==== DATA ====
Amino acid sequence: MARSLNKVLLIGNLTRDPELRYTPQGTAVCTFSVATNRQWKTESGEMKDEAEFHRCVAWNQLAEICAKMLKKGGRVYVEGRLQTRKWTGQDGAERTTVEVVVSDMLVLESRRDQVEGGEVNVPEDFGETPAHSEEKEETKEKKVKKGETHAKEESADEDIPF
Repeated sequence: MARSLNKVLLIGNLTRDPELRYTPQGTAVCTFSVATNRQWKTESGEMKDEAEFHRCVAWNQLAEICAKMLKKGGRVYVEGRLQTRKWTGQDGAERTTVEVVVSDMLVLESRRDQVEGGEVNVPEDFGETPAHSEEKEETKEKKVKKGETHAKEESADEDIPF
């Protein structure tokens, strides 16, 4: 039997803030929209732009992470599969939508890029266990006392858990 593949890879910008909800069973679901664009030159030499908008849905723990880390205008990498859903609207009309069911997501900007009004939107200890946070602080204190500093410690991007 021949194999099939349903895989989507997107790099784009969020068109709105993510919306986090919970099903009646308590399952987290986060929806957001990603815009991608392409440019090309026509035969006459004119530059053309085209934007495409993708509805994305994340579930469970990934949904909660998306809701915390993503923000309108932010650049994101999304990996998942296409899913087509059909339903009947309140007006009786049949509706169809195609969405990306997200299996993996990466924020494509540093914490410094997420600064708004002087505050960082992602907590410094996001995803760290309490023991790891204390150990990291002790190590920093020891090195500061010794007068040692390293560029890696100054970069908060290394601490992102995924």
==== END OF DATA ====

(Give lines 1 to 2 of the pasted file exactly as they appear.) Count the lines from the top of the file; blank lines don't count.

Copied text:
Amino acid sequence: MARSLNKVLLIGNLTRDPELRYTPQGTAVCTFSVATNRQWKTESGEMKDEAEFHRCVAWNQLAEICAKMLKKGGRVYVEGRLQTRKWTGQDGAERTTVEVVVSDMLVLESRRDQVEGGEVNVPEDFGETPAHSEEKEETKEKKVKKGETHAKEESADEDIPF
Repeated sequence: MARSLNKVLLIGNLTRDPELRYTPQGTAVCTFSVATNRQWKTESGEMKDEAEFHRCVAWNQLAEICAKMLKKGGRVYVEGRLQTRKWTGQDGAERTTVEVVVSDMLVLESRRDQVEGGEVNVPEDFGETPAHSEEKEETKEKKVKKGETHAKEESADEDIPF